"Much like local churches, pregnancy-help organizations are stand-alone non-profit entities overseen at the local level by a board of directors," Hobbs said.
Chuck Donovan, president of the Charlotte Lozier Institute, which opposes abortion, said his organization counts 2,643 centers nationwide, 1,231 of which have medical personnel and services on the site. The others may offer just information and counseling.
That's a conservative figure, he said, because adoption service agencies, hotlines, social service agencies with anti-abortion views, and maternity homes could also be included, Donovan said.
"Over the last 10 years, I’ve seen numbers ranging from 1,800 to 4,000, however, these numbers were typically offered in both mainstream and Christian media without any indication of how the author arrived at a particular number," said Kimberly Kelly, a sociologist at Mississippi State University, who studies religion and reproductive politics.
"There are no definitive data sources," but most centers are affiliated with Care Net or Heartbeat International, she said.
There's a lingering question over how effective these centers are at ultimately discouraging abortion. Earlier this month, the online news website Rewire, which covers sexual and reproductive health issues, reported that data from an anti-abortion Texas software company used by 1,200 crisis pregnancy centers to track clients, found that fewer than 4 percent of women are dissuaded from having an abortion. Most come in for the free services, never having planned to seek an abortion in the first place.
Abortion provider figure may also be lower
It's worth noting that the 2011 Guttmacher count totaling 1,720 abortion providers is likely a bit out of date.
Today the number of clinics is probably lower because states such as Texas and Ohio have aggressively tried to shut down clinics that provide abortion while diverting money to crisis pregnancy centers. On March 25, Florida Gov. Rick Scott cut off all state funding for preventive health service clinics that provide abortion.
Saporta said, "There are more than twice as many fake clinics as there are legitimate abortion providers in the United States."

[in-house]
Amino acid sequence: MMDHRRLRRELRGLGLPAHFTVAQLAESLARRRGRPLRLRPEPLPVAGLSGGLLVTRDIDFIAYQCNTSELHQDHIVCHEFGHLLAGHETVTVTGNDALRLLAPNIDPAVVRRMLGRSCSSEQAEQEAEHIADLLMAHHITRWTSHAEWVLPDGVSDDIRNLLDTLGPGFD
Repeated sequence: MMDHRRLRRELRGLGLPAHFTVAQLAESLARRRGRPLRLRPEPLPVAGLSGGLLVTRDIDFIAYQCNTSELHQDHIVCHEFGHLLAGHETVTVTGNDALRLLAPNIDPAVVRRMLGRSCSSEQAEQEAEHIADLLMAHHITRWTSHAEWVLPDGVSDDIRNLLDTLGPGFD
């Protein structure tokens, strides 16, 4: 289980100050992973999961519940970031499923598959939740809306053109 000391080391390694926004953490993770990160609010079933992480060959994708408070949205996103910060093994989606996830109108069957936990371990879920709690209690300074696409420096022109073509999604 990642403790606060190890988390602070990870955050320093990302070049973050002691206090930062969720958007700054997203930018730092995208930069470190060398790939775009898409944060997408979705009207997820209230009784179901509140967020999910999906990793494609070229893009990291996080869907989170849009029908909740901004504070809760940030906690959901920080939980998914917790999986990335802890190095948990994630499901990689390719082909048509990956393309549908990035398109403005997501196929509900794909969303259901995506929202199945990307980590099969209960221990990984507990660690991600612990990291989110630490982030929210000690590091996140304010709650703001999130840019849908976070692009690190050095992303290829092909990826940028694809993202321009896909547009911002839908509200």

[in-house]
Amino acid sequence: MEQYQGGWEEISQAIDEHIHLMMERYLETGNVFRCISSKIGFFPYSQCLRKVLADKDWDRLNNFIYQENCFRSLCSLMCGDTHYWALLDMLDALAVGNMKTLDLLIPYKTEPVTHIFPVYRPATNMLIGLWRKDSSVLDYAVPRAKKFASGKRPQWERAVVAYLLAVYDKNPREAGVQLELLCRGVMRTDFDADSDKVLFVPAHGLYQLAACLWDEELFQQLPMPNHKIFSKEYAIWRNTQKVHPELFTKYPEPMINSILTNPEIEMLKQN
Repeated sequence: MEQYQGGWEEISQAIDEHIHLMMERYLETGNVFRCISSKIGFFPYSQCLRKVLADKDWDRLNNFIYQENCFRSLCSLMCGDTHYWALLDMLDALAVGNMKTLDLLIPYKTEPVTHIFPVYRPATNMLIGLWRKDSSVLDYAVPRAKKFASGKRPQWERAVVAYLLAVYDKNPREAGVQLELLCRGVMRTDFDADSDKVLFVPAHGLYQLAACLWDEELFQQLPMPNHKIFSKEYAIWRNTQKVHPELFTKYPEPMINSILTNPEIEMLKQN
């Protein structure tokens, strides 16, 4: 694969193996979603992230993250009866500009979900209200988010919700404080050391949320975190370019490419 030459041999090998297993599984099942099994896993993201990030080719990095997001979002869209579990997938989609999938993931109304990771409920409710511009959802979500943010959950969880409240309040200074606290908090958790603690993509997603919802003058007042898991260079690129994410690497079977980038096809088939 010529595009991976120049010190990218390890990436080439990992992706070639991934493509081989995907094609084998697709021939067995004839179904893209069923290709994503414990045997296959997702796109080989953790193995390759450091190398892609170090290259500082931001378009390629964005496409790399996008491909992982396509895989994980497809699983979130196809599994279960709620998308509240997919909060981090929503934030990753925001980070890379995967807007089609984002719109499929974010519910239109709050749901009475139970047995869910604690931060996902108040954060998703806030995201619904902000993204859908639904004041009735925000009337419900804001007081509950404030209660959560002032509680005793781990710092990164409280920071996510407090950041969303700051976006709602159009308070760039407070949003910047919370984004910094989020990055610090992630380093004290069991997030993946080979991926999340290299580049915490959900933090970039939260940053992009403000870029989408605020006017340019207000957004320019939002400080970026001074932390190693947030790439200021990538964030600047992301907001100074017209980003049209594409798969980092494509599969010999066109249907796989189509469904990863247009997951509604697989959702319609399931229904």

The last count of the number of abortion providers, around 1,720, is probably a bit high.
Meanwhile, the number of crisis pregnancy centers run the gamut from 1,800 to 8,000. There's no widely recognized tally.
Saporta's claim only holds up if you accept the higher estimates.
We rate the statement Half True.
YouTube.com, "Crisis Pregnancy Centers | Full Frontal with Samantha Bee | TBS," May 9, 2016
Interview and email, Alissa Manzoeillo, spokeswoman, National Abortion Federation, May 11, 2016
The San Antonio Current, "Why Cutting Family Planning Funds, Texas Lawmakers Divert Millions to Crisis Pregnancy Centers," Nov. 12, 2013
The Texas Observer, "Pregnant? Scared? Can They Help?" Dec. 11, 2012
National Abortion Federation, "Crisis Pregnancy Centers: An Affront to Choice," 2006, accessed May 13, 2016
Mother Jones, "The Fetal Position," January/February 2003
Cosmopolitan, "What Some Pregnancy Centers Are Really Saying to Women With Unplanned Pregnancies," July 14, 2015
Salon, "How crisis pregnancy centers are using taxpayer dollars to lie to women," July 14, 2015
National Catholic Register, "Can National Pro-Life Health Centers Become the Cure for Planned Parenthood?" Aug. 12, 2015
Rewire, "Georgia Legislators Respond to Health-Care Crisis by Funneling Money Toward Anti-Choice Facilities," April 22, 2016, "Crisis Pregnancy Centers Are Pretty Bad at Dissuading People Seeking Abortion," May 10, 2016 and "Anti-Choice 'Science': The Big Tobacco of Our Time," Nov. 13, 2014
Charlotte Lozier Institute, "Sanctity of Human Life Sunday," Jan. 17, 2016
Email, Jay Hobbs, Director of Marketing & Communications, Heartbeat International, May 14, 2016
Emails, Chuck Donovan, president, Charlotte Lozier Institute, May 14 and 17, 2016
Interview and email, Elizabeth Nash, senior state issues associate, Guttmacher Institute, May 13, 2016
Email, Kimberly Kelly, sociologist, Mississippi State University, May 14